Tightwads on the Loose is a popular travel adventure book about the 7-year, 34,000-mile voyage she took with her husband aboard a small violently rocking sailboat where she alternated between feats worthy of Wonder Woman and Suzy Homemaker. It’s full of humor and armchair thrills. Sea Trials: Around the World with Duct Tape and Bailing Wire tells the story of her husband’s nearly disastrous voyage around the world as a boy, during which he was shipwrecked at the age of fourteen. Together with his family, they salvaged and rebuilt their boat (once they were rescued) and completed their journey around the globe despite formidable obstacles including wild weather, threats from pirates, gun boats, mines and thieves, a broken rig, scurvy and starvation in a journey that tested them to their limits. Sea Trials has been named a Kirkus best book and has earned glowing reviews in the national press.
Wendy will share sea stories from these adventures and tidbits about how she crafted these sea stories into award-winning books. This Zoom event promises to be an afternoon of entertaining travel yarns. Funds raised will fund literacy, STEAM and internet accessibility.
Featuring George Shannon, a favorite children’s storyteller and librarian, will feature Wendy Hinman, who lived her swashbuckling tale Sea Trials: Around the World with Duct Tape and Bailing Wire; Nancy Horan, famed historical fiction author of Loving Frank and Under the Wide and Starry Sky; Kevin O’Brien, best-selling author whose gripping suspense novels like The Night She Disappeared will haunt you; and Susan Wiggs, beloved author whose latest book, The Lost and Found Bookshop answers the question, “If you had to start over, what would you do and who would you be?”
For more information, please visit: https://www.bainbridgepubliclibrary.org/book-lovers-night-out.aspx
In case you missed it, here’s a link to the recording: https://youtu.be/0g-qZa_tEd0
“The book is entitled “Tightwads on the Loose: A Seven Year Pacific Odyssey” by Wendy Hinman and was published in 2012. It recounts the adventures of Wendy and her husband as they sailed around the Pacific beginning in 2001. Starting in Seattle, Washington, they sailed along the coast of North America to Mexico, crossed to the Marquesas, Tuamotus, Bora Bora and Tahiti, Rarotonga, Fiji, New Zealand, New Caledonia, Vanuatu, the Solomons, Kiribati, Kwajalein, Pohnpei, Saipan, Hong Kong, the Philippines, Taiwan, Okinawa and Japan, before returning to Seattle seven years later. Phew!
They did not have much money, and the 31-foot sailboat they lived on would not be characterized as luxurious by anyone. In fact, they often chose their next port of call based on where free accommodations could be had. When other sailing couples motored into the marina from their live-aboard boats, Wendy and her husband rowed a small dinghy from the cheap cove. More than once, they had to take jobs where they landed because they did not have enough money to pay for repairs.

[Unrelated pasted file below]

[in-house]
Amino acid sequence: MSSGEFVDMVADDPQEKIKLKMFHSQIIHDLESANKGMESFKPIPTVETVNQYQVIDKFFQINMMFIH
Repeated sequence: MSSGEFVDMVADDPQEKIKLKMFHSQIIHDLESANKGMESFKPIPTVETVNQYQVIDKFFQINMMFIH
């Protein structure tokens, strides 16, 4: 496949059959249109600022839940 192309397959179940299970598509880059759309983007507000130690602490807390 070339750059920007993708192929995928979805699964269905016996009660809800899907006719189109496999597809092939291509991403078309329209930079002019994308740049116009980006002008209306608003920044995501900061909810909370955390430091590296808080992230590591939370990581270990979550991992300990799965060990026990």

Although it is primarily a recounting of their adventures, the author is at her best when she describes her marriage and how the joys and pains of the voyage help her grow as a person and how they affect her relationship with her husband. I love an author who looks outward to notice the waterfalls and dance festivals, but at the same time looks inward to describe the personal transformation taking place, taking note of the way they both impact and are impacted by the people and places they experience. Others agree. Note these reviews:
“Alternately hilarious, exciting and thought provoking, Tightwads on the Loose tells what happens when two people with very disparate personalities set out in a too small boat with a too small budget. It will take you on a glorious romp around the Pacific.” — Elsie Hulsizer, author Glaciers, Bears & Totems and Voyages to Windward
“Lively, thoughtful and entertaining. As the best cruising memoirs do, “Tightwads” rises above the pack by providing more than just the vicarious thrill of experiencing exotic anchorages and storms at sea. Hinman adeptly takes readers on a vividly detailed journey, but the book also delves deeper.” — Three Sheets Northwest
From the back cover of the book:
“Imagine spending 24 hours a day with your spouse in 31 not-so-square feet…for years; crossing the Pacific Ocean on two gallons of fuel; and tossing spaghetti marinara around your living room, then cleaning it up while bouncing like ice in a martini shaker. Tightwads on the Loose tells the story of Wendy and Garth, lured to sea by the promise of adventure. They buy a 31-foot boat that fits their budget better than it fits Garth’s large frame and set sail for an open-ended voyage, never imagining they’d be gone seven years, or cover 34,000 miles at the pace of a fast walk. They live without most ‘necessities’ and learn that teamwork and a sense of humor matter most as they face endless ‘character-building opportunities.’ They make a long-anticipated visit to the island where Garth had been shipwrecked as a teenager, only to find it had become a penal colony. An electronic catastrophe in the Solomon Islands leaves them without navigation equipment, which forces them to trade their free-wheeling lifestyle for one that seems straight out of a ’60s sitcom: jobs at a U.S. Army base in the Marshall Islands. In Asia, they dodge typhoons and ships that threaten to turn their home into kindling. Finally they endure a grueling 49-day nonstop ocean crossing. None of this prepares them for their arrival ‘home’ to a post-9/11 America which leaves them wondering what had changed more, them or the world.”
The book is a joy to read. I cannot wait to start her second book, “Sea Trials.” Enjoy “Tightwads on the Loose.” You will thank me.”
BC Cook, PhD lived on Saipan and has taught history for 20 years. He travels the Pacific but currently resides on the mainland U.S.